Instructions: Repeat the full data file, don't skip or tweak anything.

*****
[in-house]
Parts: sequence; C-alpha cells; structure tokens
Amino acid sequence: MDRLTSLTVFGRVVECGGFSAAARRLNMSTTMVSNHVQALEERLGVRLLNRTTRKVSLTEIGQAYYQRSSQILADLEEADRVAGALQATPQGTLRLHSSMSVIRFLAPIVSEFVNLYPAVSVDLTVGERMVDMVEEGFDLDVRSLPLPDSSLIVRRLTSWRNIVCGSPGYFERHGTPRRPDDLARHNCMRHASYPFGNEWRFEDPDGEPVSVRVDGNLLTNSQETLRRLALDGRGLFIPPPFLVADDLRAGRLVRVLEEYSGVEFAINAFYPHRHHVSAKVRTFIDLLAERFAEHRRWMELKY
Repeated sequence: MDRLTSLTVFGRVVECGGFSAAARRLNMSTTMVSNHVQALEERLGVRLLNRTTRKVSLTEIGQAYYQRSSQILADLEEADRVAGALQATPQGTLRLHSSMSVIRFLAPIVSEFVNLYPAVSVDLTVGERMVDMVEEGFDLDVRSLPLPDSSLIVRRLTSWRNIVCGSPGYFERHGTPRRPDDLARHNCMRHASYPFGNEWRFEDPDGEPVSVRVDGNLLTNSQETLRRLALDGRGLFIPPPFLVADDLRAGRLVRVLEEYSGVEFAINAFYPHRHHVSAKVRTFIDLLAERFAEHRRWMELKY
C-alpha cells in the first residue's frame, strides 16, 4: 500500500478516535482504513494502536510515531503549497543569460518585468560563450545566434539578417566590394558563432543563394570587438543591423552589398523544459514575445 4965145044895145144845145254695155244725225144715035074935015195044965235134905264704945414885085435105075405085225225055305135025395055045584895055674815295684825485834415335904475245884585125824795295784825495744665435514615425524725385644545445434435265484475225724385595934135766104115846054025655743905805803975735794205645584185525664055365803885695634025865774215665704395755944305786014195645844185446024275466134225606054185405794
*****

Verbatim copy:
[in-house]
Parts: sequence; C-alpha cells; structure tokens
Amino acid sequence: MDRLTSLTVFGRVVECGGFSAAARRLNMSTTMVSNHVQALEERLGVRLLNRTTRKVSLTEIGQAYYQRSSQILADLEEADRVAGALQATPQGTLRLHSSMSVIRFLAPIVSEFVNLYPAVSVDLTVGERMVDMVEEGFDLDVRSLPLPDSSLIVRRLTSWRNIVCGSPGYFERHGTPRRPDDLARHNCMRHASYPFGNEWRFEDPDGEPVSVRVDGNLLTNSQETLRRLALDGRGLFIPPPFLVADDLRAGRLVRVLEEYSGVEFAINAFYPHRHHVSAKVRTFIDLLAERFAEHRRWMELKY
Repeated sequence: MDRLTSLTVFGRVVECGGFSAAARRLNMSTTMVSNHVQALEERLGVRLLNRTTRKVSLTEIGQAYYQRSSQILADLEEADRVAGALQATPQGTLRLHSSMSVIRFLAPIVSEFVNLYPAVSVDLTVGERMVDMVEEGFDLDVRSLPLPDSSLIVRRLTSWRNIVCGSPGYFERHGTPRRPDDLARHNCMRHASYPFGNEWRFEDPDGEPVSVRVDGNLLTNSQETLRRLALDGRGLFIPPPFLVADDLRAGRLVRVLEEYSGVEFAINAFYPHRHHVSAKVRTFIDLLAERFAEHRRWMELKY
C-alpha cells in the first residue's frame, strides 16, 4: 500500500478516535482504513494502536510515531503549497543569460518585468560563450545566434539578417566590394558563432543563394570587438543591423552589398523544459514575445 4965145044895145144845145254695155244725225144715035074935015195044965235134905264704945414885085435105075405085225225055305135025395055045584895055674815295684825485834415335904475245884585125824795295784825495744665435514615425524725385644545445434435265484475225724385595934135766104115846054025655743905805803975735794205645584185525664055365803885695634025865774215665704395755944305786014195645844185446024275466134225606054185405794